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San Onofre: Memories of a Legendary Surfing Beach

Pacific Sunset Publishing

Redlands, CA


1550 pages

5000 illustrations

200 contributors


Eight years of painstaking research and writing, has resulted in an epic contribution to surfing literature. At 1550 pages with approximately 5000 illustrations and nearly 200 contributors, San Onofre: Memories of a Legendary Surfing Beach is the most comprehensive study of surfing history and culture ever attempted. 

Simply put, San Onofre contains virtually every aspect of surfing history and culture from all over the world. From the earliest days of surfing in Polynesia, Peru, and Africa to today’s surf culture all up and down the West and East Coasts, surfers share a commonality in their interest and love of surfing culture. Everything about surfing is explored in depth: surfing art, music, film, literature, lifestyle, evolution of surfing apparel, surf vehicles, African American surfers, women surfers, and the impact that San Onofre surf culture has had on the world.

Nearly 200 contributors, including legendary surfing personalities like:  Paul Strauch, Mickey Munoz, Corkey Carroll, Joyce Hoffman, Mike Doyle, Jericho Poppler, Keith Malloy, Steve Pezman, Glenn Hening, Steve & Barrie Boehne, Tom Morey, John Severson, Bill Stewart, Bing Copeland, Tom Pōhaku Stone, and many more. But, the real stars of the story are the countless “Regular Joe” type surfers. Surfers, like Jim Irwin, Steve Hops, Tracy Peterson, Jen Cuda, Johnny Tracy, Evie Fletcher, Hal Landis, Bobby Jacobs, Ted Nicholson, Gene Peterson, and Bob Fitzgerald and countless others. They were the surfers that created the aloha spirit that is a trademark of the San Onofre lifestyle. Oral digital histories of those pioneers are the centerpiece of the narrative.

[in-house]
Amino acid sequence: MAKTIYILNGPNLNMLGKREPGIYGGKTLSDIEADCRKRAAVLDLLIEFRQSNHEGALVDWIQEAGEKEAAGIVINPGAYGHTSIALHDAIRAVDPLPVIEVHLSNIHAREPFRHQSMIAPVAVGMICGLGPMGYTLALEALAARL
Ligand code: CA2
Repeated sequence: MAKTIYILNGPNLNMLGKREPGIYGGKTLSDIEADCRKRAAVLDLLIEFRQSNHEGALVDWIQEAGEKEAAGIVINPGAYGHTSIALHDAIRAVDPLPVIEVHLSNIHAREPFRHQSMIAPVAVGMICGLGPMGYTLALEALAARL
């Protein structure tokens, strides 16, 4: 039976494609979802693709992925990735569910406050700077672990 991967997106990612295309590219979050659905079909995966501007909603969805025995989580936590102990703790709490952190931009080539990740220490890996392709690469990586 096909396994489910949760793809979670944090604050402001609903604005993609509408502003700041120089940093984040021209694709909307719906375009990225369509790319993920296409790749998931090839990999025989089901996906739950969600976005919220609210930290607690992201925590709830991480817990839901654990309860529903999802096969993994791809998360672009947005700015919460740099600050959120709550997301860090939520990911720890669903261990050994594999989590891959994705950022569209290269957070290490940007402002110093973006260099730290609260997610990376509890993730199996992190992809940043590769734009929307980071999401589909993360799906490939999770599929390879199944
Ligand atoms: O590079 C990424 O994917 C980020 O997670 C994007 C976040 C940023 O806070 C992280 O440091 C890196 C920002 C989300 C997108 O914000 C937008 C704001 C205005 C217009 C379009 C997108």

Approximately 5000 illustrations, including hundreds from the personal photo albums of California’s pioneer surfers who established surfing as California’s trademark sport as early as the 1930s and ‘40s. These photos were never before seen by the public and also form the centerpiece of the narrative.

This is not just a book about surfing. It is a comprehensive history of the place called San Onofre. Located where Camp Pendleton is today, San Onofre included the most unique mixture of sub-cultures in California history. Beginning with Native American peoples and Spanish colonists, every sub-culture is examined: farming, ranching, military, and surfing. The interactions between sub-cultures, particularly with the surfers is explored in detail and placed into historical and cultural context.

Not since Old Hawai’i has there been a surfing culture so alluring. San Onofre: Memories of a Legendary Surfing Beach chronicles the most unique surfing culture in the world and explains why generations have considered it surfing’s Shangri-La.

It’s the Bible of Surfing

            —Mickey Munoz

…immense in page count, absolutely unique, one of a kind effort about a surf culture subject. Obviously the effort of laborious research…

            Steve Pezman, The Surfer’s Journal